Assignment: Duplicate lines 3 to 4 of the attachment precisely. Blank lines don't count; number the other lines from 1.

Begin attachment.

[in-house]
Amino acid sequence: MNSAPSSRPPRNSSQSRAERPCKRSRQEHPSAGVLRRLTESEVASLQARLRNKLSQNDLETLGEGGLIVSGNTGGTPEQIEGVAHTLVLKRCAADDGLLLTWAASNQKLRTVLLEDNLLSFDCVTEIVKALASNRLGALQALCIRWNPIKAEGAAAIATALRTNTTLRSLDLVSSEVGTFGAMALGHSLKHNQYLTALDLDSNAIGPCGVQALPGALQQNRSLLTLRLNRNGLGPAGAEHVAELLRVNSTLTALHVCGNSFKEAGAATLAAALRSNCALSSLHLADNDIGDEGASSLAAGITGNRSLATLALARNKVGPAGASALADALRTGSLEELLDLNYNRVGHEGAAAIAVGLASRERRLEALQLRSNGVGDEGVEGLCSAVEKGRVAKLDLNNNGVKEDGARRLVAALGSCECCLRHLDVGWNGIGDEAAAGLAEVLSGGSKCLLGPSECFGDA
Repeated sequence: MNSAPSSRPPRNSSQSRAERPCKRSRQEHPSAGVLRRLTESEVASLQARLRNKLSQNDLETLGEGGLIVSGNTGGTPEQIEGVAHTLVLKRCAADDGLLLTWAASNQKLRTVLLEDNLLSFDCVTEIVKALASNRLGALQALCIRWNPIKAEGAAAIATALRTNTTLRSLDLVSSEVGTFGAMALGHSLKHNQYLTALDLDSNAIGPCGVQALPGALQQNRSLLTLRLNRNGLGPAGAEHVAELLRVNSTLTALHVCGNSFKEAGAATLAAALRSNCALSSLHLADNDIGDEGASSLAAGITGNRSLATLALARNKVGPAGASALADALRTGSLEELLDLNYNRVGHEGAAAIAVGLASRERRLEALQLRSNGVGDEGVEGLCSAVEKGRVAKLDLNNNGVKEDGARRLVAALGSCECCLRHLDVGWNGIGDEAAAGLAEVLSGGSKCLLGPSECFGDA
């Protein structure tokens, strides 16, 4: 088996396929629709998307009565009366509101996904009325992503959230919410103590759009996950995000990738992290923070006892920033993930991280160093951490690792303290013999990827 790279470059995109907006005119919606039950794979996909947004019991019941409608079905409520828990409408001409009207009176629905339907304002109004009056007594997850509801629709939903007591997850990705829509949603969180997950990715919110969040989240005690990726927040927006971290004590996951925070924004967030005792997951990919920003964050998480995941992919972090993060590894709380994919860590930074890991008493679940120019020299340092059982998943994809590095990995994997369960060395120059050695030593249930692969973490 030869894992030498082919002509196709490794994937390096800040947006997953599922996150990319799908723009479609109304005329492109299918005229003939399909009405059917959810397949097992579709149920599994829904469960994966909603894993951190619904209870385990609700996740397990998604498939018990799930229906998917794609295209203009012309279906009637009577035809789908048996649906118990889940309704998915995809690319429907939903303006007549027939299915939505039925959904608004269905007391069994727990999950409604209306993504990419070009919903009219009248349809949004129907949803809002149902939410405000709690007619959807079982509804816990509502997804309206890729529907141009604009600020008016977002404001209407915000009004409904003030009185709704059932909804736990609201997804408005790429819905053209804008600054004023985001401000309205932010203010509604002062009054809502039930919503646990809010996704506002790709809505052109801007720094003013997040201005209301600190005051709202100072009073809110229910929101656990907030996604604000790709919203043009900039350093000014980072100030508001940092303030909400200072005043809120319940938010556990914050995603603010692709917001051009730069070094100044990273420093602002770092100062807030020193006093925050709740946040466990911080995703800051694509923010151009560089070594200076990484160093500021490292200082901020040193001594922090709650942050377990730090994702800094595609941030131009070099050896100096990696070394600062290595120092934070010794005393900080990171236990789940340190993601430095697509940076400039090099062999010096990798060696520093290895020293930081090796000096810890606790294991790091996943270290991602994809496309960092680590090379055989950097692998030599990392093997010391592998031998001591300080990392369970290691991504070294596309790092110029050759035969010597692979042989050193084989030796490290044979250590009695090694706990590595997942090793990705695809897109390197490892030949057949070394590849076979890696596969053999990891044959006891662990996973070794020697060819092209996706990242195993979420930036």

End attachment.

Repeated sequence: MNSAPSSRPPRNSSQSRAERPCKRSRQEHPSAGVLRRLTESEVASLQARLRNKLSQNDLETLGEGGLIVSGNTGGTPEQIEGVAHTLVLKRCAADDGLLLTWAASNQKLRTVLLEDNLLSFDCVTEIVKALASNRLGALQALCIRWNPIKAEGAAAIATALRTNTTLRSLDLVSSEVGTFGAMALGHSLKHNQYLTALDLDSNAIGPCGVQALPGALQQNRSLLTLRLNRNGLGPAGAEHVAELLRVNSTLTALHVCGNSFKEAGAATLAAALRSNCALSSLHLADNDIGDEGASSLAAGITGNRSLATLALARNKVGPAGASALADALRTGSLEELLDLNYNRVGHEGAAAIAVGLASRERRLEALQLRSNGVGDEGVEGLCSAVEKGRVAKLDLNNNGVKEDGARRLVAALGSCECCLRHLDVGWNGIGDEAAAGLAEVLSGGSKCLLGPSECFGDA
């Protein structure tokens, strides 16, 4: 088996396929629709998307009565009366509101996904009325992503959230919410103590759009996950995000990738992290923070006892920033993930991280160093951490690792303290013999990827 790279470059995109907006005119919606039950794979996909947004019991019941409608079905409520828990409408001409009207009176629905339907304002109004009056007594997850509801629709939903007591997850990705829509949603969180997950990715919110969040989240005690990726927040927006971290004590996951925070924004967030005792997951990919920003964050998480995941992919972090993060590894709380994919860590930074890991008493679940120019020299340092059982998943994809590095990995994997369960060395120059050695030593249930692969973490 030869894992030498082919002509196709490794994937390096800040947006997953599922996150990319799908723009479609109304005329492109299918005229003939399909009405059917959810397949097992579709149920599994829904469960994966909603894993951190619904209870385990609700996740397990998604498939018990799930229906998917794609295209203009012309279906009637009577035809789908048996649906118990889940309704998915995809690319429907939903303006007549027939299915939505039925959904608004269905007391069994727990999950409604209306993504990419070009919903009219009248349809949004129907949803809002149902939410405000709690007619959807079982509804816990509502997804309206890729529907141009604009600020008016977002404001209407915000009004409904003030009185709704059932909804736990609201997804408005790429819905053209804008600054004023985001401000309205932010203010509604002062009054809502039930919503646990809010996704506002790709809505052109801007720094003013997040201005209301600190005051709202100072009073809110229910929101656990907030996604604000790709919203043009900039350093000014980072100030508001940092303030909400200072005043809120319940938010556990914050995603603010692709917001051009730069070094100044990273420093602002770092100062807030020193006093925050709740946040466990911080995703800051694509923010151009560089070594200076990484160093500021490292200082901020040193001594922090709650942050377990730090994702800094595609941030131009070099050896100096990696070394600062290595120092934070010794005393900080990171236990789940340190993601430095697509940076400039090099062999010096990798060696520093290895020293930081090796000096810890606790294991790091996943270290991602994809496309960092680590090379055989950097692998030599990392093997010391592998031998001591300080990392369970290691991504070294596309790092110029050759035969010597692979042989050193084989030796490290044979250590009695090694706990590595997942090793990705695809897109390197490892030949057949070394590849076979890696596969053999990891044959006891662990996973070794020697060819092209996706990242195993979420930036």